47th Cambridge Folk Festival


Saturday starts in a very similar way to Friday, do as much of the outstanding write up as possible, shower etc, full English, walk to festival site and start catching up.

There's a queue of people waiting for the sign up to be part of one of the Sessions in the Club Tent, it is one thing I like about Cambridge, if you are prepared to queue, you really can, if you've got a ticket, bring an instrument and find yourself on a stage.

The workshop today is flute and whistle from Brian Finnegan. Once again there is a healthy attendance stretching right across the age range. Every one of them is going to walk away with something new to add to their range and experience.

I'm off to catch up with Sean Taylor for a quick chat and catch up. Along with a whole host of other artists including Gilmore Roberts and Manran, Sean is going to be playing the legendary Brian McNeill Session. Whilst chatting I'm setting up my cameras and accidently delete the workshop pictures, apologies to Brian Finnegan and those that attended.

The Brian McNeill Session always starts the same way as it finished last year, with an absolute mass of musicians on stage giving it all they've got. It provides great continuity and foreshortens even more the year between the events.

If you've never been to a Brian McNeill session, imagine anything and everything on the acoustic spectrum broken into short slots and thrown out on to stage. If that sounds a little chaotic it probably is, but it's wonderfully organised chaos that brings out surprise after surprise and combinations of musicians that you are never going to get anywhere else.

If you ever need to find me on a Saturday Afternoon on Cambridge Folk Festival weekend, I've pretty much set up camp at the front of Stage Two. Let the show begin.

Orcadian duo Saltfishforty kick off the proceedings the number of musicians drops from thirtyish down to two. It's a heavy pounding tune driven start, ahh it's great to be back.

I caught a fuller set from this duo and they've really impressed every time I've seen them. Even though they're from about as far north as you can get, their very short set is exactly what you need to drive the cobwebs out on a sultry sunny afternoon.

They are joined on stage by members of Feis Rois, Manran and The Paul McKenna Band for their final number, before it drops down to being The Paul McKenna Band.

They start off with "The Silent Majority" a great reminder of the culpability of the masses. My Paul McKenna Band curse holds true, they are back to being a four piece with fiddle player Rua MacMillan on duty elsewhere, such is the nature of the folk band beast.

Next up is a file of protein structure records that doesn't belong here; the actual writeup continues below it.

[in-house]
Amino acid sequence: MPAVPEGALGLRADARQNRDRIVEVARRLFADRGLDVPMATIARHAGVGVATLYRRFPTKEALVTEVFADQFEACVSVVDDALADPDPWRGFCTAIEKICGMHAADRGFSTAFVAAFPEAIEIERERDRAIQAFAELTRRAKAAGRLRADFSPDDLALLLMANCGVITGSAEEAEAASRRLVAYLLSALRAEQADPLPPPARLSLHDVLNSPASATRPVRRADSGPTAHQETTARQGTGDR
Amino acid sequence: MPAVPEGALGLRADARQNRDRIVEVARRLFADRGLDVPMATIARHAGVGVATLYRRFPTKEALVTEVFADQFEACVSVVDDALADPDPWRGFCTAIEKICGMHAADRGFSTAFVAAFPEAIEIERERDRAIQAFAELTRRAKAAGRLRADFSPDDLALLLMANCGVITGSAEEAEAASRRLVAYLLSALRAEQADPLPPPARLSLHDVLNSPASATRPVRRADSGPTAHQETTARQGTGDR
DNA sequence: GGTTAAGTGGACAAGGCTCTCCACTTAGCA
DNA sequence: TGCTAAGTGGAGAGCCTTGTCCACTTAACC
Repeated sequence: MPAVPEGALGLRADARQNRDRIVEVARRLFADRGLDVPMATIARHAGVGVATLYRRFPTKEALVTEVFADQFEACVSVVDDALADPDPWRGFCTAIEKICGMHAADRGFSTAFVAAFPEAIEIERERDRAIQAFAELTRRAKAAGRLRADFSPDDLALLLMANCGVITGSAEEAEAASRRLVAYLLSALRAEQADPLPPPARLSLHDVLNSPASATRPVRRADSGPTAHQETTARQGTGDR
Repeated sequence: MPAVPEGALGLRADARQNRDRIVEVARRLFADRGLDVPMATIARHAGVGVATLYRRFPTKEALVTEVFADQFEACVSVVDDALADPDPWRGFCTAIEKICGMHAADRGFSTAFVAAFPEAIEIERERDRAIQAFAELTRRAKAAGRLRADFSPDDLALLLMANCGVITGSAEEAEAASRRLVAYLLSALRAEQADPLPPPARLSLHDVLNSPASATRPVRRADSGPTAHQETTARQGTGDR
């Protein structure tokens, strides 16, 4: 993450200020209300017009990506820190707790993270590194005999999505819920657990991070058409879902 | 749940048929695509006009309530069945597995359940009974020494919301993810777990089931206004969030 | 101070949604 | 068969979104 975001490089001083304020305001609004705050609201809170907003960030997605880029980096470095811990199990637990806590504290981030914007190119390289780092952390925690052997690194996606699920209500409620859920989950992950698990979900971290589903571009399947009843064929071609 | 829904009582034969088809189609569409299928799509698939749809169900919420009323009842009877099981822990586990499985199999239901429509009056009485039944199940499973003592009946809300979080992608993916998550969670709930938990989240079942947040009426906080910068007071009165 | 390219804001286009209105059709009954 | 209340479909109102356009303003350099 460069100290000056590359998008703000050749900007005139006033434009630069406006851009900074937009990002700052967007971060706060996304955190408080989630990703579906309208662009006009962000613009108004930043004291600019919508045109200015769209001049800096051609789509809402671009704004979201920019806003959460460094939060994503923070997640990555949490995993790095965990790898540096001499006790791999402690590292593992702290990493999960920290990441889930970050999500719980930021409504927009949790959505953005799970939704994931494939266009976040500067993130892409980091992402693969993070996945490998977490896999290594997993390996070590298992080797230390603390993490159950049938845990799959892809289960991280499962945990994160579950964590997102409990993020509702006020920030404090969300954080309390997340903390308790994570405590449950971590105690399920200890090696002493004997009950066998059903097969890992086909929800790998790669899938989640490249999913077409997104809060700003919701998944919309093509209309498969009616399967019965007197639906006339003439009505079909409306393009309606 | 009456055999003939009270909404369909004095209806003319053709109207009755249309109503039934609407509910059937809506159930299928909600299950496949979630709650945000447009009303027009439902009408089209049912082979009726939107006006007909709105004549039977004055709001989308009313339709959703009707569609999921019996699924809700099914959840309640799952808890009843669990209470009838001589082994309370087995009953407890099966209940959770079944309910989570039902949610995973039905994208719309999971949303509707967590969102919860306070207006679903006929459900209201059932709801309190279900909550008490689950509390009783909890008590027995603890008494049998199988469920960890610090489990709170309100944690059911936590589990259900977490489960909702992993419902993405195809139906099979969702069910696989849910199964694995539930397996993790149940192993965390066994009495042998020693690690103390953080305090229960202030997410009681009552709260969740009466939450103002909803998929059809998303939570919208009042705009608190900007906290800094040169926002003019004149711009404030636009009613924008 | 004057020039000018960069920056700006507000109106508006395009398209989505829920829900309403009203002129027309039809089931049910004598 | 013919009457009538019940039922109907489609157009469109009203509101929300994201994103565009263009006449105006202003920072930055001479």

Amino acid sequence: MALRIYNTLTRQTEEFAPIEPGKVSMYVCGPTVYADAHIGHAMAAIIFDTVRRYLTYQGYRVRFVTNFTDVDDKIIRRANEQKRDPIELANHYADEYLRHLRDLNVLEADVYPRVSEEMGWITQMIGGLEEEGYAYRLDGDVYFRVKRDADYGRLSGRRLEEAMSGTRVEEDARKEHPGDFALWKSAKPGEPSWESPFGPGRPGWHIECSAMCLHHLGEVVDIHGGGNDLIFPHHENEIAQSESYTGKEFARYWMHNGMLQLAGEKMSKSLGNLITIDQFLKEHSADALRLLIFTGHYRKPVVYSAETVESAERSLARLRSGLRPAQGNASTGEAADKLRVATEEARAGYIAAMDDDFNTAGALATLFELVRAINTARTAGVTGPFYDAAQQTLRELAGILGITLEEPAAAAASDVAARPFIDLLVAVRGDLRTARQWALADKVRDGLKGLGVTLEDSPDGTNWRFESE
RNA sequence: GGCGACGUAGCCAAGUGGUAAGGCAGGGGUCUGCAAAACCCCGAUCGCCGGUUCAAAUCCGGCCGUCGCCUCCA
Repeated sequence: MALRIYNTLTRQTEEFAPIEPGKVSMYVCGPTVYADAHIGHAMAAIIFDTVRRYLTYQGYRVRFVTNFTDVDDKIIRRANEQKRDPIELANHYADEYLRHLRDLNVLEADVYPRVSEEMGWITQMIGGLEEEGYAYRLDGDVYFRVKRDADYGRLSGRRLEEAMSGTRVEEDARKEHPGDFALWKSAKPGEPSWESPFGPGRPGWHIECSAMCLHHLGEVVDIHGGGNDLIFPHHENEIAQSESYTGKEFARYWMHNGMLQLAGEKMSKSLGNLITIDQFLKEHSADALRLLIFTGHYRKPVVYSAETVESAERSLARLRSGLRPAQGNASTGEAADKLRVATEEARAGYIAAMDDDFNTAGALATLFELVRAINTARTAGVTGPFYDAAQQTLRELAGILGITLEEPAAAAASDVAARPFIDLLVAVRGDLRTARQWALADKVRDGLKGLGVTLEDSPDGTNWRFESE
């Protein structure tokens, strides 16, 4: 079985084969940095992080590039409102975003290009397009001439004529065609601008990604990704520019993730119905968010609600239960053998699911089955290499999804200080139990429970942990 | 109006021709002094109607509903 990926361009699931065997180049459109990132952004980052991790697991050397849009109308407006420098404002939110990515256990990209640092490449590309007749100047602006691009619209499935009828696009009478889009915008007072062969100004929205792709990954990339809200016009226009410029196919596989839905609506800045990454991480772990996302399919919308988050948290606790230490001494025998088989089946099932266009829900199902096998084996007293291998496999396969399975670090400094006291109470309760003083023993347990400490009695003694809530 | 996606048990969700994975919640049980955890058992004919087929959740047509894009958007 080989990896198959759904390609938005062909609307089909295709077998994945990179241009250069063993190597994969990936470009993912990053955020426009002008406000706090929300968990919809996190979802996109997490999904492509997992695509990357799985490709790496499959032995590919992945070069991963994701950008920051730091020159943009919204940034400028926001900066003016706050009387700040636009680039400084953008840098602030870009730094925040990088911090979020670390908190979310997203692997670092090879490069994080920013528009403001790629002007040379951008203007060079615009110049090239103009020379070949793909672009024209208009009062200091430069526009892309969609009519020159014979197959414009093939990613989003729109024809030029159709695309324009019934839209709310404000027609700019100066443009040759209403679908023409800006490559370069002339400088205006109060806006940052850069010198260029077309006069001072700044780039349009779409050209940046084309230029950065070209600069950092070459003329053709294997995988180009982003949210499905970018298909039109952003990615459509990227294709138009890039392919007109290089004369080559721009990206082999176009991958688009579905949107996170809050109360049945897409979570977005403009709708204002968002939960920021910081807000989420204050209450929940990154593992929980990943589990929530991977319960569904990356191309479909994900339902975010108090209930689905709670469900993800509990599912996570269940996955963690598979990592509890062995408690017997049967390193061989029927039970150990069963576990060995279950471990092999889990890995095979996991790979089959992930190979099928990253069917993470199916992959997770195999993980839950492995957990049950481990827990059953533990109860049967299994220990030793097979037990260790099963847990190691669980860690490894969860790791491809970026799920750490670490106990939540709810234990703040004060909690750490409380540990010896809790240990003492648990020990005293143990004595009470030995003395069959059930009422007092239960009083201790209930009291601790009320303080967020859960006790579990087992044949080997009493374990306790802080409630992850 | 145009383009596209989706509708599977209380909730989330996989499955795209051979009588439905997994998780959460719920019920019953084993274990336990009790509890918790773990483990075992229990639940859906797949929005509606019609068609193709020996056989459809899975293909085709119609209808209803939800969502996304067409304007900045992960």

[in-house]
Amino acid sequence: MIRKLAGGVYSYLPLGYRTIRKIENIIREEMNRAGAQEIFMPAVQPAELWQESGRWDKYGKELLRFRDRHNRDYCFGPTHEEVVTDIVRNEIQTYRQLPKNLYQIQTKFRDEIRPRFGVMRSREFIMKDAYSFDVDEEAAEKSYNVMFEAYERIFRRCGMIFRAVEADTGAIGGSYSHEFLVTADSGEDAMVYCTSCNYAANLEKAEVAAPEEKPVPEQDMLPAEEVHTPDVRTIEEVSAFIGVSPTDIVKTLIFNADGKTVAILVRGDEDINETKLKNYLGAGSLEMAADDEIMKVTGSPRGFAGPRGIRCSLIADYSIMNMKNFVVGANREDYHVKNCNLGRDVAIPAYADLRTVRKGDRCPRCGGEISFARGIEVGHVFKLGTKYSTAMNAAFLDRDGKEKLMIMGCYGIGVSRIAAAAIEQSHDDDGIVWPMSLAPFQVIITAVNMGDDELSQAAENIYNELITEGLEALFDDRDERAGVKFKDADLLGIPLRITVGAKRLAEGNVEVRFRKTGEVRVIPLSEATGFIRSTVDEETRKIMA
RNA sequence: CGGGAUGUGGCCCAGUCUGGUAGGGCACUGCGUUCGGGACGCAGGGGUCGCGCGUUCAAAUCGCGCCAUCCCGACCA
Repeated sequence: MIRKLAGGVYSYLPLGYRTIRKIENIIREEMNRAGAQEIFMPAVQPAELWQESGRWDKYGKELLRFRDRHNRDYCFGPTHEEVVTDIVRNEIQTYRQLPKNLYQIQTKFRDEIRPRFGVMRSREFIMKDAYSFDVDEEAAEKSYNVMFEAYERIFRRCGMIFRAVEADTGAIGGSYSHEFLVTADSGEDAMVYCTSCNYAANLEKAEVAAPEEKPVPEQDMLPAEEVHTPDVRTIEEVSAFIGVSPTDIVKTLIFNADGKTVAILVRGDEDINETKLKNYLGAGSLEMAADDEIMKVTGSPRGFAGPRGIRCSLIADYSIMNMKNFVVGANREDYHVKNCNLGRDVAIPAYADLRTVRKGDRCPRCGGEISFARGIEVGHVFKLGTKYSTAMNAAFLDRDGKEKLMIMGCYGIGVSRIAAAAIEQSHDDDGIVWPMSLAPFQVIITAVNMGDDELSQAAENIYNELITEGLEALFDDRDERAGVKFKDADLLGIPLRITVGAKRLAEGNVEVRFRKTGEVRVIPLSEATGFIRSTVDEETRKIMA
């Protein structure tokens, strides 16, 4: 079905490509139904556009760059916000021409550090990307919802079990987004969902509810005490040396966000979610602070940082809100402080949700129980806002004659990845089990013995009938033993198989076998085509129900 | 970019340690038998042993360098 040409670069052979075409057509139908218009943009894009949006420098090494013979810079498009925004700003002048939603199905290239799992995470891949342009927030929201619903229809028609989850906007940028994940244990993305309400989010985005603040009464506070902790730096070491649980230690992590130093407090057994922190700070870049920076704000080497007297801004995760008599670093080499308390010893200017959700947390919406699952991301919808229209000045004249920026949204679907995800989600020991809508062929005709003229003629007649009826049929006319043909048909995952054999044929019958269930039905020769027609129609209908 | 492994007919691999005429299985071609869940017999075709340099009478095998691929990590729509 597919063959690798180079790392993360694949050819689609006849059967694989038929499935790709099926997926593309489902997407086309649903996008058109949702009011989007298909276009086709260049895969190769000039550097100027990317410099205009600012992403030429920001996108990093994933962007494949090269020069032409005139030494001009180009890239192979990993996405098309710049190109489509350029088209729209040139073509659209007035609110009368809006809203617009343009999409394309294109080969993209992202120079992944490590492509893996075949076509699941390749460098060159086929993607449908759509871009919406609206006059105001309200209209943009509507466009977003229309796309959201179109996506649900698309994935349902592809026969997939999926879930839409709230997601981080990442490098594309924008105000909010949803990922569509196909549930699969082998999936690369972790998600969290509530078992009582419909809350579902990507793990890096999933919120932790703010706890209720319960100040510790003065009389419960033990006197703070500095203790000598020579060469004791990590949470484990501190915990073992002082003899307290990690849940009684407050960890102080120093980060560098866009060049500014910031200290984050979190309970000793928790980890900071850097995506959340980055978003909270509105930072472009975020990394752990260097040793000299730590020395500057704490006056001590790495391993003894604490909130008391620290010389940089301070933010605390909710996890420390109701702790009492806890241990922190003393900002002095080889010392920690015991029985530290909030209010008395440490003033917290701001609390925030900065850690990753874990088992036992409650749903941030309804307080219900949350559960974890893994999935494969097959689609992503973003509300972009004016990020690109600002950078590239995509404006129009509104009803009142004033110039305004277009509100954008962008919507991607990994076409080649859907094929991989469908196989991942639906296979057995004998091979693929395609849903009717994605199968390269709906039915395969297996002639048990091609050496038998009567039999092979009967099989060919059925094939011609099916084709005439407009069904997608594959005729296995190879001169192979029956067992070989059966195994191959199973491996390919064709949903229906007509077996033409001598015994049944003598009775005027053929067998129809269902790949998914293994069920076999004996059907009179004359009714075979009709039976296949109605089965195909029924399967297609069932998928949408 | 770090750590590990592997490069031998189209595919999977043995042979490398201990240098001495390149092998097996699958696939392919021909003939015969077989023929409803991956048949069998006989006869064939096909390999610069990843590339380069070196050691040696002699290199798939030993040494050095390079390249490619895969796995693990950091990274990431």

The numbers at Stage Two are rapidly rising as the quality draws people in as inevitably as a magnet attracting iron filings. Paul McKenna has an incredible and distinctive voice and one that deserves to be heard more on this side of the border. With or without his musicians it really stands out. The band really is something you should catch. The three songs they delivered giving those that couldn't see their Thursday set a flavour of what they missed.

From Celtic inspired folk it's time to switch to something with an English root, Katriona Gilmore and Jamie Roberts. They played a stunning showcase in the Club Tent and the great thing is they've got a second chance to show people how good they are before their signing session in the Mojo Tent.

Brian McNeill introduces them with a comment about the rise of English Folk music in the last few years; acts like Gilmore Roberts have played a major part on that, adding substantially to the canon of songs and tunes. They played the Club Tent before Brian on the Friday and judging by the intro, really impressed.

They really impressed again today, not just for the way they played, but how they made use of their time, getting on with it and buying themselves valuable time to be able to let people know about their signing session, before using their music to engage with the audience.

It's staying with an English performer next, but a very different music genre, blues. Sean Taylor played the Brian McNeill Session last year and is making a welcome, albeit, brief reappearance this year. You never know what you are going to get here, well apart from the quality.

Sean is a very distinctive guitarist and about the only one I know that uses a double capo style. He doesn't use it that often, but with just one number to be noticed by, he uses it hear. It shouldn't work, but it does.

Counting last year, Sean has now played three of the four main stages at Cambridge and gone down a storm on all of them. Just Stage One to go.....

Feis Rois played the Club Tent last night; they are not a band as such. Feis Rois is a series of teaching events that are designed to ensure young Scottish musicians can get access to their cultural heritage and contribute towards its growth and survival.

The four musicians on stage represent just a small part of what the organisation is about. All of the musicians playing are between sixteen and eighteen, but if you close your eyes you would never know it such is the considerable talent that is on display. Scottish music definitely has a future and we've seen a small part of it here today. Hopefully we'll see many of the musicians back here in future years with bands of their own.